I am applying for permanent residency up here in Canada. Currently, I'm only allowed in Canada for 2 years with my current work permit. Yes, I can get a new one, but permanent residency allows me to live here for 5 years and work with any company. My company is paying for all of the application fees and lawyer preparation, so it's something I am very thankful for.
The process takes a lot of paper work, photos, and finger prints that need to be reviewed by the FBI. The whole process can take up to a year, but everything has been submitted, so now it's just a waiting game. Why am I putting this on my blog? Well, this is not just a blog on diabetes, it's a blog on life and yes I happen to have diabetes. They are pretty intertwined, so yes, there is a diabetes twist. Part of the initial application, I had to state whether I had any chronic illnesses and I had to list diabetes. Mainly because with permanent residency, I will be covered by the government healthcare program and they probably don't want people to be a drag on the system. Since my diabetes is well controlled, I passed the initial screening which is great news.
Lastly, as I was completing all of this identifying documentation, I realized diabetes was causing me to lose part of my identity. How you ask? Well the picture you see above is three different fingerprints I had to submit to the FBI. The crazy part is that with the amount of times I have pricked my fingers over the last 12 years years, my fingerprints are starting to blotch and fade! Think about it, say I test 5 times a day on average, then that means I have pricked my fingers over 30,000 times! I never really thought about this before, but from the picture above you can see the blotching of the prints. A "normal" print doesn't have any blotchiness to it and comes out crisp and clear. This was an interesting conversation with the small Vietnamese man taking my fingerprints when he noticed the blotching. I told him I was diabetic and have been pricking my finger multiple times a day for years. He was surprised that I tested everyday because he said he was also diabetic. He said he was type 2 and mentioned to me that diet and exercise is "berry important,". "Yes", I nodded and agreed.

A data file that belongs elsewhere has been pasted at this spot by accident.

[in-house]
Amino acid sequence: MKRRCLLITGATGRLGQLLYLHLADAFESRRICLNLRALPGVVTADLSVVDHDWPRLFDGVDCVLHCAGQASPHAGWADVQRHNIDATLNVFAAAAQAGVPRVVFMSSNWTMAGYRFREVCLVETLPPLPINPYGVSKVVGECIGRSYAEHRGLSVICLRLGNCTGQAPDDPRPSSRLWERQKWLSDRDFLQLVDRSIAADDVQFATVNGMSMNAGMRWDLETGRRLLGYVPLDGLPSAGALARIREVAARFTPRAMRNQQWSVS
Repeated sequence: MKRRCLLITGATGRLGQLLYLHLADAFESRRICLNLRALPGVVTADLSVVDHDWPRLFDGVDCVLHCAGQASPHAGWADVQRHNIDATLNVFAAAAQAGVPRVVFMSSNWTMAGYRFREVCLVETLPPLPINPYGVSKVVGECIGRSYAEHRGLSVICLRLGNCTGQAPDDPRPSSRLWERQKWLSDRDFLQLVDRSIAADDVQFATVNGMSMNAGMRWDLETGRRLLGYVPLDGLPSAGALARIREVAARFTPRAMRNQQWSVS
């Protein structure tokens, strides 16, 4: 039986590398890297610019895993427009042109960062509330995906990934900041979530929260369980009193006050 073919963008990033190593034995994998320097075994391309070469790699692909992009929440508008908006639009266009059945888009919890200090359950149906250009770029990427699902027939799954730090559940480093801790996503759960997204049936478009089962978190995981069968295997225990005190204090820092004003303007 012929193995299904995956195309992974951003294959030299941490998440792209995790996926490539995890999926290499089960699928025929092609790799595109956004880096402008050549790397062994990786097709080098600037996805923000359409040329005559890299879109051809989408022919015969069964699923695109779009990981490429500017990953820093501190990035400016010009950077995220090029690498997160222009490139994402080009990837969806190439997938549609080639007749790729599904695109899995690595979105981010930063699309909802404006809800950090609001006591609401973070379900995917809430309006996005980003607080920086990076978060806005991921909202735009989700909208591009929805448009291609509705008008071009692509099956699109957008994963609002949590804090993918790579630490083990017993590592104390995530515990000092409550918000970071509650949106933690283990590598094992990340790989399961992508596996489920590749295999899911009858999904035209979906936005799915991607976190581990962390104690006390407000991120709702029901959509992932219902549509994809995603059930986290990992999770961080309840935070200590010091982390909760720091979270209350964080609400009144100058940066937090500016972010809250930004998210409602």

7/7/2014 01:30:53 am
My son only uses two fingers to test. When we had him fingerprinted he had no prints on those to fingers. They were completely whited out. Hadn't thought of it before that time. It does lead to interesting conversations.
8/10/2015 11:13:59 am
Good luck with your PR application!! My own PR application took 6 years to be finalised - and that is partly due to the fact that I have a heart murmur which held things up. I had to do several tests which I had to pay for so that I could prove that I would not be a drain on the health system. I do hope that CIC do not deny your application since they COULD claim that your diabetes MAY be a drain on the health system. Considering that you will need to be obtaining insulin, test strips, needles, etc, every single month, and that could be considered a drain on the health system. No matter who pays for them. My son is a Canadian born child with T1D and the amount of needles, tests strips and insulin he uses every month is staggering!! As a child under 18, all his needs except needles are paid for by the health system. We still have to pay for needles.
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